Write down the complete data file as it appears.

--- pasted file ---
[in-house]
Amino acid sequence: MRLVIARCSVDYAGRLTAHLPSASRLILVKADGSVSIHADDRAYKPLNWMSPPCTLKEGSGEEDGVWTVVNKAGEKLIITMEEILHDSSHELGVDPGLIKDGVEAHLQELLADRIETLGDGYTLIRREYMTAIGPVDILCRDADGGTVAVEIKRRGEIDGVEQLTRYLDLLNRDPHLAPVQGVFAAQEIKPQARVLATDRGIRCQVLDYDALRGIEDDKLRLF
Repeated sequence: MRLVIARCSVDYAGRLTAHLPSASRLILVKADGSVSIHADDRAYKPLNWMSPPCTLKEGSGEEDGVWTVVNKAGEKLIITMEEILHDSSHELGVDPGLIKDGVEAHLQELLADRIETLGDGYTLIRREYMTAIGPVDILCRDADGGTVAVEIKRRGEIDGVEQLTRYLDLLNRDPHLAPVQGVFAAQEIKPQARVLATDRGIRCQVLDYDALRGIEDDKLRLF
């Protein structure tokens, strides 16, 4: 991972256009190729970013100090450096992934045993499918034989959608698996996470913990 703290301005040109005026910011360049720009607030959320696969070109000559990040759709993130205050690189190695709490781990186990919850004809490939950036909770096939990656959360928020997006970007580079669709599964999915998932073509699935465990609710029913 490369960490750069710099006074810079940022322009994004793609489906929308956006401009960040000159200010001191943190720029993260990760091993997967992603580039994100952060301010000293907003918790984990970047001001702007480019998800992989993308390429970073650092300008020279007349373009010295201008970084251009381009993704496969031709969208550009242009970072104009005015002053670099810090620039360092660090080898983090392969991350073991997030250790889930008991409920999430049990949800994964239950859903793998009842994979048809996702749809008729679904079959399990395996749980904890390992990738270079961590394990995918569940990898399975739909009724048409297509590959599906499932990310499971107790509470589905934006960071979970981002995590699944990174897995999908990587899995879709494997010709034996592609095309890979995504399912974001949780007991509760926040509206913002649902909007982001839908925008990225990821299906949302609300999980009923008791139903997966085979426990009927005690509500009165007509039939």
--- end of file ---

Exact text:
[in-house]
Amino acid sequence: MRLVIARCSVDYAGRLTAHLPSASRLILVKADGSVSIHADDRAYKPLNWMSPPCTLKEGSGEEDGVWTVVNKAGEKLIITMEEILHDSSHELGVDPGLIKDGVEAHLQELLADRIETLGDGYTLIRREYMTAIGPVDILCRDADGGTVAVEIKRRGEIDGVEQLTRYLDLLNRDPHLAPVQGVFAAQEIKPQARVLATDRGIRCQVLDYDALRGIEDDKLRLF
Repeated sequence: MRLVIARCSVDYAGRLTAHLPSASRLILVKADGSVSIHADDRAYKPLNWMSPPCTLKEGSGEEDGVWTVVNKAGEKLIITMEEILHDSSHELGVDPGLIKDGVEAHLQELLADRIETLGDGYTLIRREYMTAIGPVDILCRDADGGTVAVEIKRRGEIDGVEQLTRYLDLLNRDPHLAPVQGVFAAQEIKPQARVLATDRGIRCQVLDYDALRGIEDDKLRLF
């Protein structure tokens, strides 16, 4: 991972256009190729970013100090450096992934045993499918034989959608698996996470913990 703290301005040109005026910011360049720009607030959320696969070109000559990040759709993130205050690189190695709490781990186990919850004809490939950036909770096939990656959360928020997006970007580079669709599964999915998932073509699935465990609710029913 490369960490750069710099006074810079940022322009994004793609489906929308956006401009960040000159200010001191943190720029993260990760091993997967992603580039994100952060301010000293907003918790984990970047001001702007480019998800992989993308390429970073650092300008020279007349373009010295201008970084251009381009993704496969031709969208550009242009970072104009005015002053670099810090620039360092660090080898983090392969991350073991997030250790889930008991409920999430049990949800994964239950859903793998009842994979048809996702749809008729679904079959399990395996749980904890390992990738270079961590394990995918569940990898399975739909009724048409297509590959599906499932990310499971107790509470589905934006960071979970981002995590699944990174897995999908990587899995879709494997010709034996592609095309890979995504399912974001949780007991509760926040509206913002649902909007982001839908925008990225990821299906949302609300999980009923008791139903997966085979426990009927005690509500009165007509039939």